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It's that time of year when there is too much to do in a garden and too little time. The number of questions coming in is overwhelming, too. Here are some of the issues coming up most frequently in my mail, with bare bones answers for busy people.
Rabbits were trouble last year and I see them out there again already. How do I keep them from destroying my garden?
Put up short fences to keep them away from individual plants or whole beds. Or trap them, then relocate or destroy them. Repellents don't work or don't work for long so don't waste your time and money.
Groundhogs are my nemesis. They climb over any barrier and eat my plants, flower buds or vegetables. How do I keep them out?
Trap them, then relocate or destroy them.
Moles are ruining my lawn. How can I get rid of them?
Set harpoon type traps into the most-used tunnels. Remove dead moles and reset the traps until you stop catching moles.
My lawn is a disaster with more weeds and bare spots than grass. What can I do?
Join the crowd. For several years in a row our weather has not supported good lawn growth. People who ignored their lawns other than to mow them, have now lost them. Don't point the finger at grubs or disease unless you heed the four digits pointing back at you since neglect is the main problem.
Loosen the soil, rake out debris, then seed or sod the worst areas. If shade has increased as trees have matured, look into pruning the trees to let in light or replacing lawn in the shadiest spots with shade tolerant groundcovers. Water more regularly from now on. Let the grass grow taller, to three or four inches. Fertilize at least once a year in late fall with an organic, slow release fertilizer.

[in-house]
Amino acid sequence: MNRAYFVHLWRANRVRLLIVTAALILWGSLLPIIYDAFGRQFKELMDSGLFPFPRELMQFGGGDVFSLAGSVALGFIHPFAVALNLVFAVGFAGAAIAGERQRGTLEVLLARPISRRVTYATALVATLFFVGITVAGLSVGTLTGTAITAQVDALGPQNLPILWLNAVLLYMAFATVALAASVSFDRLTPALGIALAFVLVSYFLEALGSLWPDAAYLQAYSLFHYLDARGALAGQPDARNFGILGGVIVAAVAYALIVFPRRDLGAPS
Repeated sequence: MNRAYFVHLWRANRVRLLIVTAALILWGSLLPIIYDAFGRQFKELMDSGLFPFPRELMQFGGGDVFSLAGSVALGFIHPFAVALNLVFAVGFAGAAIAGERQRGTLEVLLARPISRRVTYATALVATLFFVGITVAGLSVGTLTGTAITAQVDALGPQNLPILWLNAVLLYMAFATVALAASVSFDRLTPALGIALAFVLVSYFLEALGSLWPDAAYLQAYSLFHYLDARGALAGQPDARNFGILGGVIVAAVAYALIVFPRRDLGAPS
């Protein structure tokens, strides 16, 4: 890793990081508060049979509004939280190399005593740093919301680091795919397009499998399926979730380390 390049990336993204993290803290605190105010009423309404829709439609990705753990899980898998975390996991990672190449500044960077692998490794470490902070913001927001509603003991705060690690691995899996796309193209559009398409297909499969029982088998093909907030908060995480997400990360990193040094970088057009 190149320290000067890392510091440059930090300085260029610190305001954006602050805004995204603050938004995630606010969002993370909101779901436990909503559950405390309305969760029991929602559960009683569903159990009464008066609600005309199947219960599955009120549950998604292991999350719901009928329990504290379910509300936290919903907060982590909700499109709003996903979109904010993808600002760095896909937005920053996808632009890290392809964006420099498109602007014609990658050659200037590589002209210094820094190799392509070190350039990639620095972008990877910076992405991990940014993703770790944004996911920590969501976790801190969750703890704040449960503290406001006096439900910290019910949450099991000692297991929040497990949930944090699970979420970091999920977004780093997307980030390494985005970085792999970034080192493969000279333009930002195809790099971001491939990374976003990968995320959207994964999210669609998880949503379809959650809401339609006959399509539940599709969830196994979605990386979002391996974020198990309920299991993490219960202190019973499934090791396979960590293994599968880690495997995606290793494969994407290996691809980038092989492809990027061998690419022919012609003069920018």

When can I plant my annual flowers and vegetables?
Not yet, unless you're willing to replant or put up with flowers and vegetables that are weaker and less productive all season. The soil is still cool enough to cause roots of greenhouse-grown bedding plants to rot and die, except in some south-sloping well drained sites. Frost is still possible, too. You are safer to plant during the last half of May. Even then the soil may be too cold for immediate transfer from greenhouse to garden, so before you plant gradually acclimate or "harden off" flowers or vegetables over three or four days. Do that by exposing the still-potted plants for increasingly longer periods to outdoor light, wind and temperature.
Can I protect my ash tree from emerald ash borers?
If your ash tree has not yet been attacked, is growing vigorously and you are willing to undertake preventive measures every spring for the life of the tree, you can try. There are no guarantees and it's already weeks late for optimal timing of insecticides. Apply a systemic insecticide such as Bayer Grub control with Merit, watering it in thoroughly, or hire a tree care service to inject such a product into the root flares. Fertilize the tree each year and keep it well watered and throughout the growing season.
What shrubs and trees can I plant that are easier to take care of than those I have now?
Use a good reference book, take a class, enlist the aid of a good garden center's design staff or hire a designer. Set specific criteria to define "easy care" and stick to them or require your designer to stick to them. My own definition of easy care is a plant that:
1) Thrives in the number of hours of sun per day, type of soil and amount of water my site naturally provides.
2) Will not in my lifetime or expected tenure on the property outgrow the space it is allotted so it will not need pruning.
3) Is not susceptible to many diseases or insect pests so I will only have to learn to watch for a few warning signs at specific times of the year.
4) Provides more than one season of interest, such as good form and fall color as well as spring flower, so I will not tire of it and want to replace it in a few years.
What can I plant that requires no care, looks good all the time and quickly reaches the size I want it to be?
Silk flowers and sculpture.
What can I plant to quickly block out an undesirable view?
A privacy fence.
to those who try out advice they get here or anywhere and then report back on how it worked. It takes time and may involve disappointing the one who offered the help, but do it anyway. Without feedback, we can't get ahead.
to replanting a space with the same plant that just died. Even if there is no residual disease and no insect hangers-on, the conditions that set the plant up to fail are probably still operative. Make a change in site or plant type.
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